I want to get into evaluating photographs in this second part of my blog series. Image aesthetics is very subjective. What one person likes, someone else may dislike. So how do you tell the difference between an ok picture and a good photograph? It helps to start with understanding basic techniques of photography. Exposure and focus are the first two ESSENTIAL elements. If the photo is too dark or light, it's no good. Likewise, if it's not in focus, it's no good. (Of course there are exceptions to this, but they are very rare for portrait/family photos.) If a photographer can't expose correctly or focus accurately, are they even really a "photographer"? Here are a few examples of over/under exposure and lack of focus:
It's obvious that these examples are unacceptable in terms of technique. The underexposed image is not extreme and with careful post processing, can be salvaged. The overexposed image, however, is so "blown out" that there is no detail in those parts whatsoever, and can not be salvaged. The focus image is a little bit more subtle and requires close examination to see. The focus is a little off (toward the back of the head, as you can tell by the hair). It's not that noticeable for web size and can sometimes be salvaged with careful post processing for print enlargements.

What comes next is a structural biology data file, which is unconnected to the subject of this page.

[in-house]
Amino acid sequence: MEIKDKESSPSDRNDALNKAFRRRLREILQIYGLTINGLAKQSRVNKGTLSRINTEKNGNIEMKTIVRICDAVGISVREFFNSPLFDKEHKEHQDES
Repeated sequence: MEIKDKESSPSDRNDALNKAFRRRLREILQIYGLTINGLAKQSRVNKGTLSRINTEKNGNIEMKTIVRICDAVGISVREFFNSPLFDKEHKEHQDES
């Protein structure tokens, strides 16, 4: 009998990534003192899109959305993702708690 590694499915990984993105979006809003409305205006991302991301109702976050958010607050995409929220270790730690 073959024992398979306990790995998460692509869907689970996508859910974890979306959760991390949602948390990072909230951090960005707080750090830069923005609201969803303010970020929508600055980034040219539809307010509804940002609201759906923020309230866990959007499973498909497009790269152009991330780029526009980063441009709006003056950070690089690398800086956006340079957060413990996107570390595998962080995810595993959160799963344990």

Obviously, most photographers won't have images like these on their web sites, because that wouldn't bring in much business. A lot of the time, you don't find out you picked an inexperienced photographer until you get the photos, so it wouldn't hurt to get some higher resolution samples from your prospective photographers. I know I would be happy to give a prospective client samples to help them feel more at ease with the quality of my images.
I could go on for pages about technical aspects of a quality photograph, but will just stick to the basics, listed above. Many of the other aspects can be debated as "creative vision". The photographer's vision is what you will get, and if you've been browsing their web sites, you know that one photographer's vision can vary greatly from the next. I don't know any portrait photographer that would show you an under or overexposed and out of focus photograph and say that is their creative vision.
These principles should not be ignored by any photographer. I know that these are simply explained and should go unsaid, but you would be surprised at what some "photographers" try to get away with. I hope I have helped you in your quest to find a great photographer.